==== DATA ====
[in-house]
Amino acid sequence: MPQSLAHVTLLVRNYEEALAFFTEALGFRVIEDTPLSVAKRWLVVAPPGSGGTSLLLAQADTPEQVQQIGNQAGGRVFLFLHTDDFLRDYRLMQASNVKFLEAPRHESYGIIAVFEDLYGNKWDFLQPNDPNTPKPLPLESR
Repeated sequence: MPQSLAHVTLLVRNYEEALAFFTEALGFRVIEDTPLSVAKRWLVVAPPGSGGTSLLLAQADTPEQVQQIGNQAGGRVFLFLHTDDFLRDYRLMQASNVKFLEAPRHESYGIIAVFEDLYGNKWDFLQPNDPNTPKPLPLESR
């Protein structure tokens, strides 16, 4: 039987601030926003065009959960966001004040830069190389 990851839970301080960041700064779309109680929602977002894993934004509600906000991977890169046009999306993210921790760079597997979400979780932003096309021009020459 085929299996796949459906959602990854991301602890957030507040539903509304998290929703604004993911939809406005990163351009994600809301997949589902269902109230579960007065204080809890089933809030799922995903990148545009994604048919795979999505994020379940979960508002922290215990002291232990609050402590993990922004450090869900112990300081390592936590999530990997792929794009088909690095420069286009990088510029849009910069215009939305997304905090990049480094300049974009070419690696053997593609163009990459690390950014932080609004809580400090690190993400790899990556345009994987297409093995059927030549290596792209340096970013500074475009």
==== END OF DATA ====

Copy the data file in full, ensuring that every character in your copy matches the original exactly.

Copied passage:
[in-house]
Amino acid sequence: MPQSLAHVTLLVRNYEEALAFFTEALGFRVIEDTPLSVAKRWLVVAPPGSGGTSLLLAQADTPEQVQQIGNQAGGRVFLFLHTDDFLRDYRLMQASNVKFLEAPRHESYGIIAVFEDLYGNKWDFLQPNDPNTPKPLPLESR
Repeated sequence: MPQSLAHVTLLVRNYEEALAFFTEALGFRVIEDTPLSVAKRWLVVAPPGSGGTSLLLAQADTPEQVQQIGNQAGGRVFLFLHTDDFLRDYRLMQASNVKFLEAPRHESYGIIAVFEDLYGNKWDFLQPNDPNTPKPLPLESR
């Protein structure tokens, strides 16, 4: 039987601030926003065009959960966001004040830069190389 990851839970301080960041700064779309109680929602977002894993934004509600906000991977890169046009999306993210921790760079597997979400979780932003096309021009020459 085929299996796949459906959602990854991301602890957030507040539903509304998290929703604004993911939809406005990163351009994600809301997949589902269902109230579960007065204080809890089933809030799922995903990148545009994604048919795979999505994020379940979960508002922290215990002291232990609050402590993990922004450090869900112990300081390592936590999530990997792929794009088909690095420069286009990088510029849009910069215009939305997304905090990049480094300049974009070419690696053997593609163009990459690390950014932080609004809580400090690190993400790899990556345009994987297409093995059927030549290596792209340096970013500074475009």